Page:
God’s Name is a Verb

We can take great comfort in the certain knowledge that God’s name (YHWH) is a verb, and not a noun or an adjective. God’s self-description in Exodus 3 is not static but active, appropriate to the God who is on the move, the God who journeys, and who sends his beloved on journeys, who takes all our attempts to be and become static and sends. YHWH is an archaic form of the verb “to be;” and when all the commentaries are taken into account, there remain but three outstanding possibilities of interpretation, none of them mutually exclusive.

First, I am who am. This is the interpretation of the Septuagint, which because it is so close to the ancients, holds some unquestionable authority. Thomas Acquinas used this translation in the 13th century to formulate his theology of God as the only being whose existence is Existence, all other beings being contingent on God, who is Being itself. A more precise translation is, “I am who causes (things) to be” – that is, I am the Creator.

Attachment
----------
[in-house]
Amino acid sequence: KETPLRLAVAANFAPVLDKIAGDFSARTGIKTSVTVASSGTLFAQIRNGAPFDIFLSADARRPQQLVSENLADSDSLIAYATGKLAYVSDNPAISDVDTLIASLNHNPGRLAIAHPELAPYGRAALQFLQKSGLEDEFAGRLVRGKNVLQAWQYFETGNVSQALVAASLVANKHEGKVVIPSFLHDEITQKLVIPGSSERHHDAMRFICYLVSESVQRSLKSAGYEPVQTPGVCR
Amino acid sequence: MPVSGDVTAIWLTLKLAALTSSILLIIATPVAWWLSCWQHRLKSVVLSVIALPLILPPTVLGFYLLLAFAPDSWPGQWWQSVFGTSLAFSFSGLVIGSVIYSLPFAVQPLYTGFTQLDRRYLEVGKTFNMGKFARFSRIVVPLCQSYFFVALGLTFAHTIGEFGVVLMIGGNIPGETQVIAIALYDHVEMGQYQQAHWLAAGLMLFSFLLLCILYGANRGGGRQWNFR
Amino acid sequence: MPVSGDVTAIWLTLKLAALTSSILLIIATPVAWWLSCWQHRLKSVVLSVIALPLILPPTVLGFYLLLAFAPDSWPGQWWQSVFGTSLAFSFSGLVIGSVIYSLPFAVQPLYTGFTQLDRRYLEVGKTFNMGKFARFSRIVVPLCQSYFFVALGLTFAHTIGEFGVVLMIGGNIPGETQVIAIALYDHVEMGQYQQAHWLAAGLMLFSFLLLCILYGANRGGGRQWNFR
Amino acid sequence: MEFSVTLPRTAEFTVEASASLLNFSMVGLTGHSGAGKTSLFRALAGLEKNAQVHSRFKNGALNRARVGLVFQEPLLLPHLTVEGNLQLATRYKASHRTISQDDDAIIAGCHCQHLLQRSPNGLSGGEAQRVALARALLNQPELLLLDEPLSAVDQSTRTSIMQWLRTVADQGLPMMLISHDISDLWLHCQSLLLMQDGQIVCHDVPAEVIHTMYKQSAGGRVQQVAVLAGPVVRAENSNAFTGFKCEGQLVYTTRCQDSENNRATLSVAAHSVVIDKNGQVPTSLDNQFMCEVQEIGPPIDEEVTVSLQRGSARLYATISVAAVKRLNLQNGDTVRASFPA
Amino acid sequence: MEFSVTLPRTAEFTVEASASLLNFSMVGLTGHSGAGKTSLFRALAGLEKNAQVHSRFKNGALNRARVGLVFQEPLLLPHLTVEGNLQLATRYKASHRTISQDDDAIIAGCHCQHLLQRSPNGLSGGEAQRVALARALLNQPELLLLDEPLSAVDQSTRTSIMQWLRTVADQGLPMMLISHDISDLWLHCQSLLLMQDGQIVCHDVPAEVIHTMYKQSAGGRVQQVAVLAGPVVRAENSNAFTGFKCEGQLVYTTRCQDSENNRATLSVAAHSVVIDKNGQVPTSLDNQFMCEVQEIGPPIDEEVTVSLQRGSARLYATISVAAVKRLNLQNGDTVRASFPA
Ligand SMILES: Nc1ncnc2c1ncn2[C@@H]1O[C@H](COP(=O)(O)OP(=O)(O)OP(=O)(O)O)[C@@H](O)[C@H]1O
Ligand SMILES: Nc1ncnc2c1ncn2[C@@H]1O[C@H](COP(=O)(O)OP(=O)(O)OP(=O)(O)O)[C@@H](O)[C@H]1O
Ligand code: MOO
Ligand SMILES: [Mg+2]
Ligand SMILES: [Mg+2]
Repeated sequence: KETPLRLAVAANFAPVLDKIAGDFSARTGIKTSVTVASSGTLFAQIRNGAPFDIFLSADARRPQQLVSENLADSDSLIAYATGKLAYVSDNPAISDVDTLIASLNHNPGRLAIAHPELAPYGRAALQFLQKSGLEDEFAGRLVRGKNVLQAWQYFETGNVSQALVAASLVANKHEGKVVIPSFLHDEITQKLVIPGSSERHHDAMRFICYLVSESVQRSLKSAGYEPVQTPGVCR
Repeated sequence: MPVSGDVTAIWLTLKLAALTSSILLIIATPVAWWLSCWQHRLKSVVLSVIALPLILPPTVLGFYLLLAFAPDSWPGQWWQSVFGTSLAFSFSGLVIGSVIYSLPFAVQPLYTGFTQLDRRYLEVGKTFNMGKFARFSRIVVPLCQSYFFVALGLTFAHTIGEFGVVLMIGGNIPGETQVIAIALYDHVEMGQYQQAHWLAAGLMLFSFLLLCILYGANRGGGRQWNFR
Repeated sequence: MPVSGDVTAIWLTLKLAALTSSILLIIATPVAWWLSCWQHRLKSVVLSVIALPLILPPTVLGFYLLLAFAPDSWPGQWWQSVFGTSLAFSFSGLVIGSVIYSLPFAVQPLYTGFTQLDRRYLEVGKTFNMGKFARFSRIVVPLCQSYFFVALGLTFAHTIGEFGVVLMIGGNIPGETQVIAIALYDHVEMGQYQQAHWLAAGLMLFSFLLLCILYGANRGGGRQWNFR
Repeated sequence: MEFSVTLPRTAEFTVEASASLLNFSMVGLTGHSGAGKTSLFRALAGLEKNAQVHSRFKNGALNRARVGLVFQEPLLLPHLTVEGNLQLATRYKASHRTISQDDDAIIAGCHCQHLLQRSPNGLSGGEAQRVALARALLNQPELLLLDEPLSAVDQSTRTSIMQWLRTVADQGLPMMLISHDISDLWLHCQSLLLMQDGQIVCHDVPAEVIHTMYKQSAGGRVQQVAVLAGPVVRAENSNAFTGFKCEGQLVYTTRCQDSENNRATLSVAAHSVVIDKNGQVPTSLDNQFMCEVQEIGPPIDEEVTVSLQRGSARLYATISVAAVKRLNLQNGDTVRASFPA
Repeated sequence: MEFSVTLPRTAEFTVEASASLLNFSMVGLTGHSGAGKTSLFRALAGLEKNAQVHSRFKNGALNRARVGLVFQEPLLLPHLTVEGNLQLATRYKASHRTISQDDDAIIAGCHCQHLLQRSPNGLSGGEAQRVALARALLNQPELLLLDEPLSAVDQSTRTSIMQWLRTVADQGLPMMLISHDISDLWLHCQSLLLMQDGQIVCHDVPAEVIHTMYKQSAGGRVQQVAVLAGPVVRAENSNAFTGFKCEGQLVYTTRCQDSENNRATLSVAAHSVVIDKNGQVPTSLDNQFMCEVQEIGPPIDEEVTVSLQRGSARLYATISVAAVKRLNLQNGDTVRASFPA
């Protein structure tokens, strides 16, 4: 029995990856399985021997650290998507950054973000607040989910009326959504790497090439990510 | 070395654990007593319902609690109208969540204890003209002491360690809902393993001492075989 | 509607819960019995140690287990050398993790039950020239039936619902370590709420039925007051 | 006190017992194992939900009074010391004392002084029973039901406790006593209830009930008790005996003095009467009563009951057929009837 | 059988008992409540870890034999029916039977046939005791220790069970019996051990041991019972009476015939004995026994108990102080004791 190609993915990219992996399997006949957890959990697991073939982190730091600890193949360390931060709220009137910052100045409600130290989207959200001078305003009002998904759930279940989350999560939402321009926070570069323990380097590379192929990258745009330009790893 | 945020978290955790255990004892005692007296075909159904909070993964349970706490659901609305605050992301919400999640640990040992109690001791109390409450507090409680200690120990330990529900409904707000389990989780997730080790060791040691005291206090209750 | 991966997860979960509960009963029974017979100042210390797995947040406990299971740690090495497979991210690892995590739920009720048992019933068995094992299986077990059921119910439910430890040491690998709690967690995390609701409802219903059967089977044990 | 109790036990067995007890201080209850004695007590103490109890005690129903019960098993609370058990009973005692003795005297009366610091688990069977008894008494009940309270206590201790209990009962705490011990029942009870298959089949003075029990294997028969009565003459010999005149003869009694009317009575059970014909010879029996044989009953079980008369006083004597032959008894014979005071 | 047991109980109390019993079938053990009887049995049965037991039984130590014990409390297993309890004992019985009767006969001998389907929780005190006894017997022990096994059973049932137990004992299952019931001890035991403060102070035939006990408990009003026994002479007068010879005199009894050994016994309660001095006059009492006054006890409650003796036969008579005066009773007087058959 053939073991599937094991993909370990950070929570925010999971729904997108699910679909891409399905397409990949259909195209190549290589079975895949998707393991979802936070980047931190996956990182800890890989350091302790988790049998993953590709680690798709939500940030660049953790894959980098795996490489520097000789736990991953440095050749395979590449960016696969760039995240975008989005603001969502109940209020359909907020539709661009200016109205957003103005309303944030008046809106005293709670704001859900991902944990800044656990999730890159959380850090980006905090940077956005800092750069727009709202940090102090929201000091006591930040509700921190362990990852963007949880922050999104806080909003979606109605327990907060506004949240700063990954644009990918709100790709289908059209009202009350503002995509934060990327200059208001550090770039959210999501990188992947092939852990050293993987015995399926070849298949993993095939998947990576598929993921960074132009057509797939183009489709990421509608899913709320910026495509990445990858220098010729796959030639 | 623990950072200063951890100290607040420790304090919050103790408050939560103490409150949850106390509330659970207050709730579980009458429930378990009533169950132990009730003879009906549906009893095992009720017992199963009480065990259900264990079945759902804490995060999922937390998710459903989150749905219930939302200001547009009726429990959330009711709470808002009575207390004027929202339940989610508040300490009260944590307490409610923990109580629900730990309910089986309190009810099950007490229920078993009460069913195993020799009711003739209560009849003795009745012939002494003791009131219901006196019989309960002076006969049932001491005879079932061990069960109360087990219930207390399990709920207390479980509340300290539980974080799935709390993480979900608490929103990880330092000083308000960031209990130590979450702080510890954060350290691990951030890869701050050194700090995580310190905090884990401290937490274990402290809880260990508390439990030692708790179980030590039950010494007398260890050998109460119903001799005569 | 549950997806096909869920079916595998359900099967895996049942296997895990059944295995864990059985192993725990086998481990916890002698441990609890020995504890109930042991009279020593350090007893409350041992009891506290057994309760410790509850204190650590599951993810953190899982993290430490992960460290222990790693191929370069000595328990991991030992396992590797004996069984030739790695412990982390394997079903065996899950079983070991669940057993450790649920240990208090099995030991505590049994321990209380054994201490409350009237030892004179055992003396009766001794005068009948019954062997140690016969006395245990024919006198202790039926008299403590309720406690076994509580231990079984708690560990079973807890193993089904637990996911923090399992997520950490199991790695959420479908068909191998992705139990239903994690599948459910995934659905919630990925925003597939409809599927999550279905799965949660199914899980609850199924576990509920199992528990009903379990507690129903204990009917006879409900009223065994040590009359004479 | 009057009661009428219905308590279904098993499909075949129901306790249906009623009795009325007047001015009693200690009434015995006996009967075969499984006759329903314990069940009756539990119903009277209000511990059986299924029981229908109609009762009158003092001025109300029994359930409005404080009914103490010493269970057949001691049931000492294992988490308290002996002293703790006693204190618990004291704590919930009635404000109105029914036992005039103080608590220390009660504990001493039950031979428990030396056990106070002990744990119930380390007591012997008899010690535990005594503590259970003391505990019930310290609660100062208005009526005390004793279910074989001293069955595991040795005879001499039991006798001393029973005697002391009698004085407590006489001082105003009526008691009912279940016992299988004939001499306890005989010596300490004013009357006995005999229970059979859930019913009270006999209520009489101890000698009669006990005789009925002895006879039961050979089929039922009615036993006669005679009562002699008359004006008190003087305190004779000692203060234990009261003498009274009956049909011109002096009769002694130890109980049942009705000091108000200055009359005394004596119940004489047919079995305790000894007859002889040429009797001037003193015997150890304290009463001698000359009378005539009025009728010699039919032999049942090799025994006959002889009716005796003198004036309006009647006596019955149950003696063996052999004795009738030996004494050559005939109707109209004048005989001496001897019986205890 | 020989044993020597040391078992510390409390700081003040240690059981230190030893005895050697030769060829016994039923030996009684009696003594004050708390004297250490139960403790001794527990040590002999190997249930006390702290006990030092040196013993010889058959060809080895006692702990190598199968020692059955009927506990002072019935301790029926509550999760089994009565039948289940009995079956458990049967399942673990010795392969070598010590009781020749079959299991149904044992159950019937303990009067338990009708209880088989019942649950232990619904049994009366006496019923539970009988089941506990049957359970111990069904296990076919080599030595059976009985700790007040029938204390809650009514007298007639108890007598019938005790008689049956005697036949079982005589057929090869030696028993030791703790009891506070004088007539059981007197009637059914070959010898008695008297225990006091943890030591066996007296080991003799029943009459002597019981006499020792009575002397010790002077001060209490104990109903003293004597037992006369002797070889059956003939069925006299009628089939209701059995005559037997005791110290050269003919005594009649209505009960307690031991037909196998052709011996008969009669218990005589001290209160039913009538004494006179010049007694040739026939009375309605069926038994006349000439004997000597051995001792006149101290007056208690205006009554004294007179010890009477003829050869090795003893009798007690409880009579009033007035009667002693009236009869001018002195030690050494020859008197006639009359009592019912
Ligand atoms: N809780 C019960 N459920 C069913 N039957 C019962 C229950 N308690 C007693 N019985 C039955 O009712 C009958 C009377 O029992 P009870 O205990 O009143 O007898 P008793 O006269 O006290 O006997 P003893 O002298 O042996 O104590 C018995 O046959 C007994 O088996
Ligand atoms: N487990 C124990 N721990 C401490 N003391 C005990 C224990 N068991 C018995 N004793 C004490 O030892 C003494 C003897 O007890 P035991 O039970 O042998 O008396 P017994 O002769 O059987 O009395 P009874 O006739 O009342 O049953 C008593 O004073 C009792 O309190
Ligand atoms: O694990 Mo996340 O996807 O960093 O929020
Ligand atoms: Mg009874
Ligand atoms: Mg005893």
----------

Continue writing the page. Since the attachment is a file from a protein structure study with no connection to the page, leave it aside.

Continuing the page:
Second, I am who I am. Or in other words, none of your business. God cannot be controlled by me when I invoke his name, as if God were a household god, like so much of what surrounded Moses in his day.

Third, I will be-there with you. Here the emphasis is on God’s continuing presence in his creation. God is being-there with us.

Addendum: When I attempt to say the name of God (YHWH) without vowels, I find myself breathing in and then out, with emphasis, and thus God becomes the very breathe of life.

 Vital Pastor : : Learning the art of being open, welcoming, and compassionate, as I bring myself and others into a vital faith and relationship with Jesus.

Experiencing Resurrection 

In love, resurrection is not merely expected; it is already experienced. For love makes us come alive. And love never gives anyone or anything up for lost. It sees a future in which God will restore everything, and put everything to rights, and gather everything into his kingdom. This great hope strengthens our little hopes, and puts them straight. It is the presence of Jesus in the Spirit of life. -Jurgen Moltmann, Jesus Christ for Today’s World, 1993.